Billy Elliot The Musical
Also see David's review of The Santaland Diaries
Billy Elliot The Musical is everything the critics and audiences have said and much, much more. The touring production, which has just opened in Cleveland, Ohio, has filled the Palace Theatre, PlayhouseSquare, to its rafters.
A good play or movie has a background that helps motivate the action. The background of Billy Elliot The Musical is a coal strike in County Durham, Northern England, 1984-1985. The men in Billy Elliot's family mine coal. As the strike drags on, they have little money, and morale has reached a low point. Billy hasn't been taking his boxing lessons. He has discovered the local ballet class and pays for the dance lessons with his boxing money.
Mrs. Wilkinson (Faith Prince), the dance teacher, recognizes Billy's talent and encourages him to apply for admission to a prestigious dance school. Of course, Billy's family doesn't approvehe would be leaving home and forever would be different than the other members of his family. Yet, they suspect he needs to leave County Durham in order to find any type of career other than coal mining, which is a dying industry in England.
The touring production features five young men as Billy Elliot. Giuseppe Bausilio played Billy at the performance I attended. However, from the comments of friends who have seen other actors as Billy, I would conclude that the five actors playing Billy in Cleveland are likely to be equally strong in dance, singing and acting.
One might wonder why this one character is played by a different actor in a three or five performance rotation. The answer is simple: Billy is on stage for most of the performance, which is almost three hours. Billy is involved in gigantic dance numbers, numerous songs and, of course, has significant acting responsibilities as the title character. It's a lot of work for a teenager or for a mature adult.
Faith Prince, the Tony-Award winning actress, makes Mrs. Wilkinson kind, compassionate and tough as nails.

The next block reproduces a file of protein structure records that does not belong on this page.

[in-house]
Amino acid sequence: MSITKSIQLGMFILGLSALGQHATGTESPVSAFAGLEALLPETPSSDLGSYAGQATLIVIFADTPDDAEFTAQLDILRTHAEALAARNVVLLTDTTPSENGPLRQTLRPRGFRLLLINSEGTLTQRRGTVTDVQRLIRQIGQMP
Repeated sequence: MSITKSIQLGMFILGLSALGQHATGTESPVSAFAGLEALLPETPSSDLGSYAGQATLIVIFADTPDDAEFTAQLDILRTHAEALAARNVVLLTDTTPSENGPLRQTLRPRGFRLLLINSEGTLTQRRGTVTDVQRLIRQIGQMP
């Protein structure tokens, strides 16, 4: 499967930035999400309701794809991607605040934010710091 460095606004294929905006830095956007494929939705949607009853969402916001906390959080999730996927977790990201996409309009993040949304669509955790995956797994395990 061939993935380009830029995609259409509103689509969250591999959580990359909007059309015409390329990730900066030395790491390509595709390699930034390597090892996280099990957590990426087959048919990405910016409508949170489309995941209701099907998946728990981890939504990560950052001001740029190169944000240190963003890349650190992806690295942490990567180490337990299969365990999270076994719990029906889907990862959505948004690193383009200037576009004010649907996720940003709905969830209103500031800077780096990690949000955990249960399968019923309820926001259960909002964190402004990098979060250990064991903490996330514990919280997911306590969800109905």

Touring shows such as Billy Elliot The Musical now carry the same sophisticated sets as were used on Broadway. The sets for this production underscore the poverty of the coal miner's families. However, this is still a show about dance. The sets are large, sparse and provide plenty of room for the dancers. In one scene the police and miners attack each other, and the set provides ample space for the dance that represents this confrontation.
In another scene Billy (the child) dances with Billy (the man) (Maximilien A. Baud). As Baud lifts the actor dancing Billy, Billy flies (in Peter Pan-style) through the upper regions of the stage. This stunning number brought gasps from the children in the audience and from some of the adults. This number almost stops the show.
Legend has it that Elton John, who wrote the music, had to be taken from the theater in tears after seeing Billy Elliot The Movie. He identified with the Billy character so strongly that he was incapacitated. John has created stage-worthy music for the show. The music represents a pleasant variety that maintains the integrity of the story. Lee Hall (book and lyrics) also wrote the screenplay for Billy Elliot The Movie.
Some unthinking folks left the Palace Theatre the moment the curtain call started. They missed the big number the cast performs for the curtain call. I can't imagine that being first to get the car out of the parking lot and get out on the streets of Cleveland is worth missing one of the high points of the production. But, who knows what these people have on their calendars.
Billy Elliot The Musical continues through December 12, 2010, in the Palace Theatre, PlayhouseSquare, Cleveland. For ticket information, telephone 216-830-7221. After the show closes in Cleveland, it will move to Minneapolis, Charlotte, Tampa and on to other cities. Visit www.billyelliottour.com for more information on the tour.
The Palace Theatre
- David Ritchey